Few new laws likely to be passed as polls near
then elections will be top of the political agenda since although no official election date has been set, pundits think the election will take place in April or May.
The IFP’s chief whip, parliamentary veteran Koos van der Merwe, said the elections were already the focus for all parties.
“Parliament is only sitting for a few more weeks this year and parties are already devoted to the election.
“I doubt any party will be concerned with legislation at this point,” he said.
On Thursday, Zuma announced that he had signed the General Intelligence Laws Amendment Act, the National Health Amendment Act, the Dangerous Weapons Act, Prevention and Combating of Tor- ture of Persons Act and the National Environmental Management Laws Amendment Act into law.
Among the bills still before Parliament is the controversial Legal Practice Bill, which aims to transform the legal profession.
The justice committee met earlier this week to deliberate on the bill, which some MPs previously indicated they would like to be completed before a new Parliament sits.
Last month, MP John Jeffrey ( since appointed the deputy minister of justice) told the committee: “We have to finish it, otherwise all the work done on the bill and the public hearings will be a waste. If we are not going to finish it this year then we might as well stop working on it.”
DA chief whip Watty Watson said that it was not problematic for a bill to straddle two parliaments.
“The National Council of Provinces (NCOP) must look at a bill from a different perspective from that of the National Assembly, and the more individuals that apply their minds to a piece of legislation and its impact on society, the better.”
One bill that has already straddled two parliaments and is yet to be passed is the Forensic Procedures Bill, more commonly known as the DNA Bill.
Originally introduced in 2009, only the section dealing with fingerprints became law. The legislation, which will allow for the establishment of a DNA database to help police solve crimes, was reintroduced in Parliament in May this year. The police portfolio committee met this week to discuss it.
Vanessa Lynch of the DNA Project, the NGO pushing for the introduction of the bill, said she was “extremely happy” with the current progress of the bill and was
‘This bill should have been kicked out of Parliament already’
“quite confident” that it would be adopted in this term.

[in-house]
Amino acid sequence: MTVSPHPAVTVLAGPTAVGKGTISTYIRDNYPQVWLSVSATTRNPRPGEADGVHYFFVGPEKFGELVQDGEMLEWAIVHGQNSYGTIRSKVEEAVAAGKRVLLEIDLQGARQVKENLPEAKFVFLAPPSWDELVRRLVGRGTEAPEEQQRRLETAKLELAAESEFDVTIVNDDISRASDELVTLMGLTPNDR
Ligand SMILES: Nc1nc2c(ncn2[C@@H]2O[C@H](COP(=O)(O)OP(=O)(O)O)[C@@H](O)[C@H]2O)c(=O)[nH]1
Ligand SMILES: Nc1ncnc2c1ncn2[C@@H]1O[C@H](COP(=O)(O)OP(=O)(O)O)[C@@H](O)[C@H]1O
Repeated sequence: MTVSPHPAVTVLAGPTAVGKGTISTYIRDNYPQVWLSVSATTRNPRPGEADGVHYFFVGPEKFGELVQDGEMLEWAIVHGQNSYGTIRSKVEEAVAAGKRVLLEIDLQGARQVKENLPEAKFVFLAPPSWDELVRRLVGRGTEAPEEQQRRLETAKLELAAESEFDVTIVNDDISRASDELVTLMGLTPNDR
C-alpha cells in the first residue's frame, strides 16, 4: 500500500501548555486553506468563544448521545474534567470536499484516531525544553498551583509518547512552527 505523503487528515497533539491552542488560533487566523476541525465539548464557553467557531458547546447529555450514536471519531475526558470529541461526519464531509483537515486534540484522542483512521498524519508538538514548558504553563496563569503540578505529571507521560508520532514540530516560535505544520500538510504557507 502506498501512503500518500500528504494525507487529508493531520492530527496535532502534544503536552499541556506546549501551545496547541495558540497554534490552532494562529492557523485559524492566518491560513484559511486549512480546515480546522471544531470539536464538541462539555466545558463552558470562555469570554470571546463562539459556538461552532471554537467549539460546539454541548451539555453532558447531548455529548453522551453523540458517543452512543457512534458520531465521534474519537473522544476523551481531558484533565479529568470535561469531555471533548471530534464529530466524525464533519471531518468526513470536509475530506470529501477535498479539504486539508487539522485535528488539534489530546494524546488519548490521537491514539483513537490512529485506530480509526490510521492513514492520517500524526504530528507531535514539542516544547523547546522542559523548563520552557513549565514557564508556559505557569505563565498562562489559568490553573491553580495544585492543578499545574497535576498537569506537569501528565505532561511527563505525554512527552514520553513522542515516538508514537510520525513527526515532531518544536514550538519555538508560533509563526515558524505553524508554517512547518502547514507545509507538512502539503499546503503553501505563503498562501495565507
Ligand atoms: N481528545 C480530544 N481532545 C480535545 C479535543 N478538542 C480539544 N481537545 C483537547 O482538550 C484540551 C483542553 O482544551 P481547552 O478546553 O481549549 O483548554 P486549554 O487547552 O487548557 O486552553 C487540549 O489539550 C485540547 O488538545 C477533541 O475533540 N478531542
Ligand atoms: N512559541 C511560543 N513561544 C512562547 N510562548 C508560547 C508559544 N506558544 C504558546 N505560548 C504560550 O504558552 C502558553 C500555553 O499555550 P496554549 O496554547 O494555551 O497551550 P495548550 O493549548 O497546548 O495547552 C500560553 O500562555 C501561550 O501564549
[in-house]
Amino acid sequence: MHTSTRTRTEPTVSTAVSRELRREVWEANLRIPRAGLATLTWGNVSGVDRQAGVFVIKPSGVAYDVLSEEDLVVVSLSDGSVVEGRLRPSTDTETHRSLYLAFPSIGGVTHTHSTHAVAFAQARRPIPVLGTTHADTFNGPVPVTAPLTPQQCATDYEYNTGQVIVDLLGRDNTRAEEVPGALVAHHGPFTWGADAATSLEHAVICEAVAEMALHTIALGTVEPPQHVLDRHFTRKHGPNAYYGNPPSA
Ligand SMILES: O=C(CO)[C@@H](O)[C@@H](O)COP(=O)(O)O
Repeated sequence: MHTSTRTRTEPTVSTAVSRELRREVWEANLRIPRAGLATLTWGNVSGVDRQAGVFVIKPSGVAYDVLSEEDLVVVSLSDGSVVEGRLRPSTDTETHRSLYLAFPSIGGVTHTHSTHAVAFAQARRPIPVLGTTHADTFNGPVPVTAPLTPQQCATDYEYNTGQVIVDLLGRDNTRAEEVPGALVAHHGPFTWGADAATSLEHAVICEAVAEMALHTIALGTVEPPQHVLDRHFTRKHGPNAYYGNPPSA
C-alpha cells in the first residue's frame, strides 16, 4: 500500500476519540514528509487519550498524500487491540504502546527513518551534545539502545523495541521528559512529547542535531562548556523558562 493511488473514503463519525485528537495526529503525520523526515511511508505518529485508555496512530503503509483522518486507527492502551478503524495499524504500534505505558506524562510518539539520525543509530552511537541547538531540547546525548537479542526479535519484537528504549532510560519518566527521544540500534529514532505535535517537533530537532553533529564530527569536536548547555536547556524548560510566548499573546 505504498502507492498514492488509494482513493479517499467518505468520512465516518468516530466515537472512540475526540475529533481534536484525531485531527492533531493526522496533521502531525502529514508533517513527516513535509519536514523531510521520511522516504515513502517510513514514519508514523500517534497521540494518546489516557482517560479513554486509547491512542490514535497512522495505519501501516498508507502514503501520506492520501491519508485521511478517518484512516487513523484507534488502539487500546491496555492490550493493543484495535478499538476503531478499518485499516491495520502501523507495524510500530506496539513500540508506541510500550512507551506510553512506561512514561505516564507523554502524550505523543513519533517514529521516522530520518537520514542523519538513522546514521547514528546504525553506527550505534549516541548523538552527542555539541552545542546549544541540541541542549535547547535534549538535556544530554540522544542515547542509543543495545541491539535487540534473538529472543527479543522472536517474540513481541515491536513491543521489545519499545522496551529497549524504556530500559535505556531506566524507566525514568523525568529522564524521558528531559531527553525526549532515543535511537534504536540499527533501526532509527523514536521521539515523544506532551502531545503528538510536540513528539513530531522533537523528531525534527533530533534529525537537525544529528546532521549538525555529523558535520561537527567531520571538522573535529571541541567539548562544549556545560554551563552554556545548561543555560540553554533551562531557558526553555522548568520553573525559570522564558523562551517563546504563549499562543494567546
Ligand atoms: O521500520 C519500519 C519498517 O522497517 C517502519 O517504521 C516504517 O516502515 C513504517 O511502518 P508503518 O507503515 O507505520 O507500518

Cherith Sanger of the Sonke Gender Justice Network said they were interested in the Sexual Offences Amendment Bill, the Traditional Courts Bill and the Commission for Gender Equality Bill, all of which the organisation had made submissions on.
Sanger said their organisation supported the Sexual Offences Amendment Bill because it provided for the reintroduction of sexual offences courts.
But, she said, her organisation had made submissions around certain issues such as training, and had raised concerns about regulations in the bill not being mandatory.
“We will be very disap- pointed if they push this through without considering our submission,” she said.
She said the Traditional Courts Bill which seeks to regulate traditional leaders and courts, was highly problematic from a gender and a humanrights perspective.
Despite previous speculation that the ANC intended withdrawing this bill, it remains on the list of bills before the NCOP.
“This bill should have been kicked out of Parliament already as far as we are concerned” Sanger said.
Also contentious is the Labour Relations Bill, which Parliament failed to pass last term because there was no quorum in the National Assembly.
The DA walked out of the sitting, saying the bill, which calls for a ban on labour broking, was “bad”.
The party claims that such a law would result in massive job losses. Its walkout exposed the ANC’s poor parliamentary attendance, as the ruling party could not muster the requisite 201 votes. The bill is now listed for a second reading in the National Assembly.
On Thursday, the Independent Electoral Commission’s Election Amendment Bill was tabled in Parliament.
The bill makes provisions for overseas voters and certain categories of prisoners to vote in the election.
On the same day, the DA’s James Selfe said he would resubmit his private member’s bill on electoral reform in the new Parliament. He said the National Assembly’s portfolio committee on home affairs had raised concerns on the practicalities of dealing with the bill before the 2014 elections.